EU Said to Weigh Using Bailout Fund

Brussels summit will consider a number of options for stemming debt crisis.

European officials are considering steps previously rejected by Germany, including the use of precautionary credit lines, to prevent the spread of the region’s debt crisis, a person close to the talks said.

Other options up for discussion at tomorrow’s Brussels summit include enabling the main 440 billion euro ($626 billion) rescue fund to lend to recapitalize banks, said the person, who declined to be named because negotiations are in progress. Nothing will be decided until leaders convene.

Together with a second Greek aid package, the goal is to prove to markets that Europe has the will and the tools to prevent the 21-month sovereign debt crisis from engulfing Spain and Italy. The euro today rose against the dollar for a second day and Spanish and Italian bonds also gained as investors signaled optimism that policy makers are moving toward a deal.

“There needs to be a program with a certain amount of shock and awe to impress the market that the leaders are on top of the crisis,” said Robin Marshall, a London-based money manager at Smith & Williamson Investment Management in London.

The start of tomorrow’s summit was delayed by an hour to 1 p.m. to allow more time for preparations, an EU official said. A working group meeting of euro-area officials was also pushed back to 9 a.m. tomorrow from 6 p.m. today, the official said, speaking on condition of anonymity because negotiations are still underway.

 

Pressure on Merkel
Talk of new rescue measures raises the pressure on German Chancellor Angela Merkel, who vetoed proposals to put more weapons in the rescue fund’s arsenal earlier this year amid misplaced optimism that Greece was turning the corner.

Merkel will meet today with French president Nicolas Sarkozy, who has swayed her stance on crisis-fighting in the past. U.S. President Barack Obama weighed in yesterday on a phone call with his German counterpart during which they agreed Europe needed to deal with its problems “effectively.”

Discussions of more flexibility for the European Financial Stability Facility come on the heels of last month’s accord to boost its lending power to its original target. International Monetary Fund-style credit lines would better able countries with stronger fundamentals than Greece to ward off speculative attacks.

 

Stress Tests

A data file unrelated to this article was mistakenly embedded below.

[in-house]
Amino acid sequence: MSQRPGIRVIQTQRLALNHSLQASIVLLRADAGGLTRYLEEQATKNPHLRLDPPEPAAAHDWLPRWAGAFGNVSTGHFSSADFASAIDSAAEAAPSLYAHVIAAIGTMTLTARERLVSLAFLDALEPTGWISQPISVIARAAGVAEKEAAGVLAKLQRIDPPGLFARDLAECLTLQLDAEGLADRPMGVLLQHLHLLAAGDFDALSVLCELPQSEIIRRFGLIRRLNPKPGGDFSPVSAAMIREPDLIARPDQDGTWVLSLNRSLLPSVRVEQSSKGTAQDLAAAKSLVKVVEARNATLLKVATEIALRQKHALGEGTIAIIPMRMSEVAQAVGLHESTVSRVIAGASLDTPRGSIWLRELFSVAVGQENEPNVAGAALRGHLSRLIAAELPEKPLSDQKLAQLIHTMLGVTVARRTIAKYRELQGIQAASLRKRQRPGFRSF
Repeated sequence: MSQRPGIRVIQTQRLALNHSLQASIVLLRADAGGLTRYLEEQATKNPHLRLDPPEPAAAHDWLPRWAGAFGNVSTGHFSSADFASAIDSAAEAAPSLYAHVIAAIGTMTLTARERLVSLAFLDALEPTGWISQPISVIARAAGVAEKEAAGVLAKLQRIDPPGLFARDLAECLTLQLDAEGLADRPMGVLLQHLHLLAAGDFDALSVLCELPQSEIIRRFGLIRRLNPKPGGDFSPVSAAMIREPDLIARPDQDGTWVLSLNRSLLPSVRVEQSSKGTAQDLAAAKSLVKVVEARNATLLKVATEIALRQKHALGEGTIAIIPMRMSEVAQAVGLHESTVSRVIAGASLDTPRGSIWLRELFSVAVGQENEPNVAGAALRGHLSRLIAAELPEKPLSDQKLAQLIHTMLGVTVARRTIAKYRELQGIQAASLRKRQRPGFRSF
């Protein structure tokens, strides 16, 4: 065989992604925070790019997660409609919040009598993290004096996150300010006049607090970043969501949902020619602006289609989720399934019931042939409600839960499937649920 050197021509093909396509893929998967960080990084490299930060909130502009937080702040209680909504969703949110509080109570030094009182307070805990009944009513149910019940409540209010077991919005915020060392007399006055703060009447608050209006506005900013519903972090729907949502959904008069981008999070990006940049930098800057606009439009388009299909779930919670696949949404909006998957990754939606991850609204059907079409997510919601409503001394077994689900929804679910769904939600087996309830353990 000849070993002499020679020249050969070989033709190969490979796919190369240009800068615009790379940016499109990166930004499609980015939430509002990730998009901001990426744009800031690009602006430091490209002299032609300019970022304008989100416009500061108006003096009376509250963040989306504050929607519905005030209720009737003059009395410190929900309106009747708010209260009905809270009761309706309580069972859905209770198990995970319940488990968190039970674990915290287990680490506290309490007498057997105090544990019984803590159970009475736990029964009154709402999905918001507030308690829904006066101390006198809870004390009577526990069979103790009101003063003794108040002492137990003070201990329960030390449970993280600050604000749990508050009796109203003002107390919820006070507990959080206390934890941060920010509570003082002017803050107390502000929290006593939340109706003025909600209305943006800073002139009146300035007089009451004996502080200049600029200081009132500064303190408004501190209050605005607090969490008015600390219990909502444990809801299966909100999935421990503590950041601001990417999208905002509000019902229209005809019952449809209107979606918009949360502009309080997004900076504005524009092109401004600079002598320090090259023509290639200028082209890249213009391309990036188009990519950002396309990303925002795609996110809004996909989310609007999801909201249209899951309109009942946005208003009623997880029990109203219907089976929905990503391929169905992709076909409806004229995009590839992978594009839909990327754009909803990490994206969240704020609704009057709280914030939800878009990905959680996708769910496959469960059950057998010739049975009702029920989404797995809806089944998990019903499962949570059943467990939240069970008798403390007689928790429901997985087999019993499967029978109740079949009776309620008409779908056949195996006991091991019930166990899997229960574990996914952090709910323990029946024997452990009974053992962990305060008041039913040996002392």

Rescues for Ireland and Portugal partly funded by the EFSF already include some funds for helping banks, while Greece’s separate program also earmarks aid for its banks. Greater support for European banks may be necessary after stress tests on 90 left as many as 24 under pressure to show they can raise capital. Investors said Deutsche Bank AG, UniCredit SpA and Societe Generale SA should consider boosting capital after scraping through the probes.

As floated by finance ministers on July 11, the leaders will also look at empowering the EFSF to buy bonds in the secondary market and to enable crisis-hit countries to buy back their own debt, measures that may help reduce nations’ borrowing burdens. Spanish Finance Minister Elena Salgado, who is battling to prevent the crisis from engulfing her country, today said she supported such steps.

The extra yield that investors demand to hold 10-year Spanish bonds over German bunds rose to a euro era record of 367 basis points on July 18. The Italian spread hit 332 basis points.

 

‘Make-or-Break’
With Greek Prime Minister George Papandreou saying in an interview yesterday that leaders face a “make-or-break” moment at the summit, success hinges on going beyond a second Greek package, which national officials continue to work on today. The IMF said yesterday that Greece’s crisis still risks contaminating the rest of the euro region even if officials avert a default there.

The main sticking point is how to get bondholders and banks to foot a share of the bill without sparking a new wave of financial turmoil. European Central Bank President Jean-Claude Trichet says any default risks sparking a crisis on a par with the collapse of Lehman Brothers Holdings Inc. German policy makers, who are reluctant to keep forcing their taxpayers to aid the spendthrift, signal a restructuring may be unavoidable.

EU officials are aiming to narrow down a list of options to be presented to the leaders in Brussels, the person familiar with the talks said. Sarkozy and Merkel will meet for talks and dinner in Berlin, repeating the one-on-one talks the leaders of the two-largest euro-area economies have adopted in the past when trying to steer their region out of trouble.

One approach would see governments taxing financial institutions to fund a new bailout in addition to a voluntary rollover of Greek debt, according to an EU paper obtained by Bloomberg News. The other two options in the document involve either a partial or outright default.

 

Bloomberg News

 

 

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